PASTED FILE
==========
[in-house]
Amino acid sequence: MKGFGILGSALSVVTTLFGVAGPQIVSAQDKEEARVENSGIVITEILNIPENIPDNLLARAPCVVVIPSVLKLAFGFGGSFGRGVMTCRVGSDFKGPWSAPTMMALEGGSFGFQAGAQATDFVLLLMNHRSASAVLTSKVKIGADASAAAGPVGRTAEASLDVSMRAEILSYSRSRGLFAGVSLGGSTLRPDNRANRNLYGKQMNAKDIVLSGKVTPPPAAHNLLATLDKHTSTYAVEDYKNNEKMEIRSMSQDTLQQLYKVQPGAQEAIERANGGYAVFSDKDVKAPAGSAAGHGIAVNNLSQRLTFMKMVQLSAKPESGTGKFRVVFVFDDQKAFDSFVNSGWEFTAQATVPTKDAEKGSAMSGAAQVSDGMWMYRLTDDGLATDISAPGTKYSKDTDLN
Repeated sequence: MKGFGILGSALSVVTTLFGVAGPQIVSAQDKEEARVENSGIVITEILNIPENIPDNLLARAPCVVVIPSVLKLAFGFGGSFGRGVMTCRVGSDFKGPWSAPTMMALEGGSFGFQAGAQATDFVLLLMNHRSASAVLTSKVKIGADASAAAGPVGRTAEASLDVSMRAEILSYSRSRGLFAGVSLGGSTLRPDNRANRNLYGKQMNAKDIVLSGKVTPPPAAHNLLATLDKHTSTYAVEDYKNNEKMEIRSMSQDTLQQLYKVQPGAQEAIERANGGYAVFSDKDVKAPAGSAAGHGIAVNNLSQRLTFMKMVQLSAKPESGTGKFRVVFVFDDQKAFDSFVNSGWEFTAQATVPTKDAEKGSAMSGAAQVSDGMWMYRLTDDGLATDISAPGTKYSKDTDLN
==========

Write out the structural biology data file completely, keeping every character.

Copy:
[in-house]
Amino acid sequence: MKGFGILGSALSVVTTLFGVAGPQIVSAQDKEEARVENSGIVITEILNIPENIPDNLLARAPCVVVIPSVLKLAFGFGGSFGRGVMTCRVGSDFKGPWSAPTMMALEGGSFGFQAGAQATDFVLLLMNHRSASAVLTSKVKIGADASAAAGPVGRTAEASLDVSMRAEILSYSRSRGLFAGVSLGGSTLRPDNRANRNLYGKQMNAKDIVLSGKVTPPPAAHNLLATLDKHTSTYAVEDYKNNEKMEIRSMSQDTLQQLYKVQPGAQEAIERANGGYAVFSDKDVKAPAGSAAGHGIAVNNLSQRLTFMKMVQLSAKPESGTGKFRVVFVFDDQKAFDSFVNSGWEFTAQATVPTKDAEKGSAMSGAAQVSDGMWMYRLTDDGLATDISAPGTKYSKDTDLN
Repeated sequence: MKGFGILGSALSVVTTLFGVAGPQIVSAQDKEEARVENSGIVITEILNIPENIPDNLLARAPCVVVIPSVLKLAFGFGGSFGRGVMTCRVGSDFKGPWSAPTMMALEGGSFGFQAGAQATDFVLLLMNHRSASAVLTSKVKIGADASAAAGPVGRTAEASLDVSMRAEILSYSRSRGLFAGVSLGGSTLRPDNRANRNLYGKQMNAKDIVLSGKVTPPPAAHNLLATLDKHTSTYAVEDYKNNEKMEIRSMSQDTLQQLYKVQPGAQEAIERANGGYAVFSDKDVKAPAGSAAGHGIAVNNLSQRLTFMKMVQLSAKPESGTGKFRVVFVFDDQKAFDSFVNSGWEFTAQATVPTKDAEKGSAMSGAAQVSDGMWMYRLTDDGLATDISAPGTKYSKDTDLN